Accountable Care Organizations: ObamaCare’s Medicare Walmarts?
Walmart employs a business model which is widely regarded as greedy and evil by well-meaning liberals. These same folks also support ObamaCare unquestioningly, However, many ObamaCare programs, such as the Accountable Care Organization payment program, are just as focused as Walmart on their primary goal of cutting corners to lower expenses and help the bottom line. The sad truth is that compared to ObamaCare, Walmart is harmless, because, while no one is forcing you to shop at Walmart, many Seniors may be unable to avoid ACOs for Medicare treatment. In fact, unless the Affordable Care Act (ObamaCare) is overhauled, ACOs may become your best bet to find a doctor who will still take Medicare patients in the future. More about this later.
To someone who understands just a little of Government double-speak, even the term “Accountable Care Organization” seems ominous – reminiscent of the “Ministry of Truth” – words fashioned to dupe the Citizen into thinking that these new ObamaCare organizations might now operate under some increased “accountability” to patients for patient outcomes. Of course, that would be incorrect, because ACOs are actually “accountable” to DHHS under a contract that allows the ACO to be paid a bonus for reducing per patient expenditures, and calls for penalties after two years, if that goal is not met. I wish I were kidding, but I’m not.
Basically, ACOs are economic and legal entities made up of doctors or hospitals that group together in an attempt to make economies of scale in treating Medicare patients. The heart of the program is contained in the law:
- “…a percent (as determined appropriate by the Secretary) of the difference between such estimated average per capita Medicare expenditures in a year, adjusted for beneficiary characteristics, under the ACO and such benchmark for the ACO may be paid to the ACO as shared savings and the remainder of such difference shall be retained by the program under this title.”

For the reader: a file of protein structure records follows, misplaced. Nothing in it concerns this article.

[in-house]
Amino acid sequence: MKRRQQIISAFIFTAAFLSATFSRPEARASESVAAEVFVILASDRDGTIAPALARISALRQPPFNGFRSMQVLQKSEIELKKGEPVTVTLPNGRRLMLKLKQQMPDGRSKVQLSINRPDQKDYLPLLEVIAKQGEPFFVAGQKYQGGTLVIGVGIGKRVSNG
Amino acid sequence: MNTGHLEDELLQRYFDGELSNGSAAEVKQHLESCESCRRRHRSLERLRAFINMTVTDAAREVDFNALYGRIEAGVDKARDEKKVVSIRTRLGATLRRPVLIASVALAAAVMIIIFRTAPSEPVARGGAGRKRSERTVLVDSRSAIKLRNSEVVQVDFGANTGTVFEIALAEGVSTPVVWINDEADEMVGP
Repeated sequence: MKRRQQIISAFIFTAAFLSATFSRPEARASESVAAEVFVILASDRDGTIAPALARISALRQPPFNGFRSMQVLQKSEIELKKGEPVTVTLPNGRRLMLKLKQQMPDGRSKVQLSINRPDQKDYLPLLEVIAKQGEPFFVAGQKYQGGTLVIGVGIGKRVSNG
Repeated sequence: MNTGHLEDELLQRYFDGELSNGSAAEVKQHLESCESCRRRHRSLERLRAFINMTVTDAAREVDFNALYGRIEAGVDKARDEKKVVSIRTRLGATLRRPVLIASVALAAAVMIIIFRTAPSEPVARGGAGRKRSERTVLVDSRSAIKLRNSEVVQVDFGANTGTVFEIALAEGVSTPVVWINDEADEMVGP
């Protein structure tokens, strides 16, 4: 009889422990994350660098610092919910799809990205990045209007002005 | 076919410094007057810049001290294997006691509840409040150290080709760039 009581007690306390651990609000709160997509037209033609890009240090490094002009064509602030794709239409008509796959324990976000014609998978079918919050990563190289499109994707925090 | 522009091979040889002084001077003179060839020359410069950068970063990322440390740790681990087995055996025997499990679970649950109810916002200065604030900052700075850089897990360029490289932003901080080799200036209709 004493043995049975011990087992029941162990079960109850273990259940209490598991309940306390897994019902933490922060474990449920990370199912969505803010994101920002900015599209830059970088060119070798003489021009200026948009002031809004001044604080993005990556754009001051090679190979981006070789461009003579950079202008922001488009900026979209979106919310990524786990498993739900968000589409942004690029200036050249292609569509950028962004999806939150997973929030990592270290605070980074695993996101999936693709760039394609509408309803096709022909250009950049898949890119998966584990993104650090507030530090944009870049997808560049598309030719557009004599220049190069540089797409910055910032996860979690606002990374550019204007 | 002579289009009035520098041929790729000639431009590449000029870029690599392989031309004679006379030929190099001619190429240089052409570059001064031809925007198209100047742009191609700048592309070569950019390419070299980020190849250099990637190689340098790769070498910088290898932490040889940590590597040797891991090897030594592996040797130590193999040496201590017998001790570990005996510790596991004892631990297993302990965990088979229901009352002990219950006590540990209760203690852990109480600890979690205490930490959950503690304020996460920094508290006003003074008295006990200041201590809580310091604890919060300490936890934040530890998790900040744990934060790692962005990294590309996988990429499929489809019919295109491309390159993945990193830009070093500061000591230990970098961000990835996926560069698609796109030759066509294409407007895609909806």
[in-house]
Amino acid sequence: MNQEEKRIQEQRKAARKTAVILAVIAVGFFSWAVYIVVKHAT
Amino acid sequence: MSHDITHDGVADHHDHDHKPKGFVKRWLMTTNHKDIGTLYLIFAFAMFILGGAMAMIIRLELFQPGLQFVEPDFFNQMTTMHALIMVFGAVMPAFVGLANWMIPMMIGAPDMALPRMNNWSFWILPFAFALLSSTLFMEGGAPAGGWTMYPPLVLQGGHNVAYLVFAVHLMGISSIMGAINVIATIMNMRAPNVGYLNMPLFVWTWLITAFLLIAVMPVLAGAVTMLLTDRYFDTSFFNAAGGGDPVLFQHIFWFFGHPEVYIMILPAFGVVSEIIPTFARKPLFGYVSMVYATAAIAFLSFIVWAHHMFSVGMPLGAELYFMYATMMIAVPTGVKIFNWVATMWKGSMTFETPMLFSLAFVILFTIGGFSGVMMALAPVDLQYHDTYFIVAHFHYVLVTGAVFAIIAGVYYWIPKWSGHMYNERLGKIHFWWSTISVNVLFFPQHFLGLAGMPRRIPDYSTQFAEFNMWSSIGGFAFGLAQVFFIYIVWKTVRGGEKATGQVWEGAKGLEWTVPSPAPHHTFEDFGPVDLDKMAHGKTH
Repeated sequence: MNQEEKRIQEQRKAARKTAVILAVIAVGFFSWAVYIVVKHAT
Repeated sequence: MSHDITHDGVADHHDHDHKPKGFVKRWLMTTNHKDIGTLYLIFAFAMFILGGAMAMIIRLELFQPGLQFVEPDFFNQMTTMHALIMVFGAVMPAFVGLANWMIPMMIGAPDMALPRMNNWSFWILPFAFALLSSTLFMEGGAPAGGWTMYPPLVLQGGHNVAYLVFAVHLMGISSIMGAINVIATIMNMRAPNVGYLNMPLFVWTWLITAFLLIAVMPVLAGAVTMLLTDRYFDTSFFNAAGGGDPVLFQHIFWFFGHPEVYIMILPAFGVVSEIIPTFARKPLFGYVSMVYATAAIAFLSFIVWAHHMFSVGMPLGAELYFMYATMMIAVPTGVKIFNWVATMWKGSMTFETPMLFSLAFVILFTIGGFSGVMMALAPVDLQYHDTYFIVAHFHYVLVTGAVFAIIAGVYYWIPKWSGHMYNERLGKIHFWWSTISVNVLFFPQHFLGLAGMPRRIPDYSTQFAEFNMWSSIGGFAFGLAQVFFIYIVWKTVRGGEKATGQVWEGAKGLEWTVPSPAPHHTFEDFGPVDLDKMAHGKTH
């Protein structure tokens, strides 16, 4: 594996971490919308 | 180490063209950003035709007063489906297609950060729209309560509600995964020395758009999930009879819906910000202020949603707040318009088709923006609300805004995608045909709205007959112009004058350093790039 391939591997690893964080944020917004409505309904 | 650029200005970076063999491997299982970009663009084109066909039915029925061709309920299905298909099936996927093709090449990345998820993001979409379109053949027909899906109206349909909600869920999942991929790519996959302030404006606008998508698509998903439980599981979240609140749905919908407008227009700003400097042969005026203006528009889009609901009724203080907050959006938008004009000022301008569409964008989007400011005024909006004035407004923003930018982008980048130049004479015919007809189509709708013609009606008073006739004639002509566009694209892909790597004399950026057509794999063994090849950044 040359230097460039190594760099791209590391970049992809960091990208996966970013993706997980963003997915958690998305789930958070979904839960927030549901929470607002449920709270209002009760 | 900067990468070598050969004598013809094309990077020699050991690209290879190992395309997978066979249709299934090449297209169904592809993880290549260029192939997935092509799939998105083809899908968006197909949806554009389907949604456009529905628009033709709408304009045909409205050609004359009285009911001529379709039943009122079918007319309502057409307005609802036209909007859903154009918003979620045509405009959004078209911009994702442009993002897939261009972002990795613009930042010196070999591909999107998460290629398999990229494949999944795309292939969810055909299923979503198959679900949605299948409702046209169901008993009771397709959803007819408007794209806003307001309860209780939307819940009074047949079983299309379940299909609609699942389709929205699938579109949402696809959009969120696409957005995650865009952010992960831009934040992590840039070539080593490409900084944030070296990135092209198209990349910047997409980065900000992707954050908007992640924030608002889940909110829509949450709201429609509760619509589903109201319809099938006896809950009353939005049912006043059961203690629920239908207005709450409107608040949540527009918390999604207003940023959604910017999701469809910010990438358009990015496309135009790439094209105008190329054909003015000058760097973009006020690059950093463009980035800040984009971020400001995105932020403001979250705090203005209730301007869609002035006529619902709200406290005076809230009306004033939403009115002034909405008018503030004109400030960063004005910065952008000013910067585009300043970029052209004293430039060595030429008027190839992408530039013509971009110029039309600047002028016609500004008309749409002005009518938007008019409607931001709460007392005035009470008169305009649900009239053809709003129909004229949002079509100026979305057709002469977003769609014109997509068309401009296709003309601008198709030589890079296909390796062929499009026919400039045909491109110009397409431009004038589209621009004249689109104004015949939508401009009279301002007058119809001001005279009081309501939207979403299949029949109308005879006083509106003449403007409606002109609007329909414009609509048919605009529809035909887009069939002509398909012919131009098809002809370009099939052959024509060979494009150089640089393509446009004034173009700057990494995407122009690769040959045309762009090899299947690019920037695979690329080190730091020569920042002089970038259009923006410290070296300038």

Which means … the already paltry Medicare payment scheme will be pressured downwards for ACO’s, and they will be paid a per patient allotment plus a “shared savings” bonus both based on the ACO’s historically-based benchmark per capita annual expense (there are volumes on how the ACO should determine this). The further an ACO’s annual expenses fall below the benchmark amount, the more “shared savings” they will be allowed to keep, and the balance will be retained by the Centers for Medicare and Medicaid Services (CMS). In other words, the ACO and DHHS are partners in splitting the “savings” that are not spent on the patient, and the ACO actually has a contract with DHHS to fulfill their end of the deal.
“… Government, in its role as insurance company, has coopted your ACO doctors with financial incentives and turned them into instruments of Public Policy rather than advocates for your health care.”
There are a lot of caveats in the regulations that small practices will not be able to keep up – they will fail financially under this system. So DHHS is encouraging only large group ACO’s who can handle lots of patients quickly – think assembly line, pill-prescribing medicine. Besides, there are so many requirements for reporting, feedback, forms, financial and legal requirements etc. that only a large group could afford the non-medical support personnel it will take to sustain this system.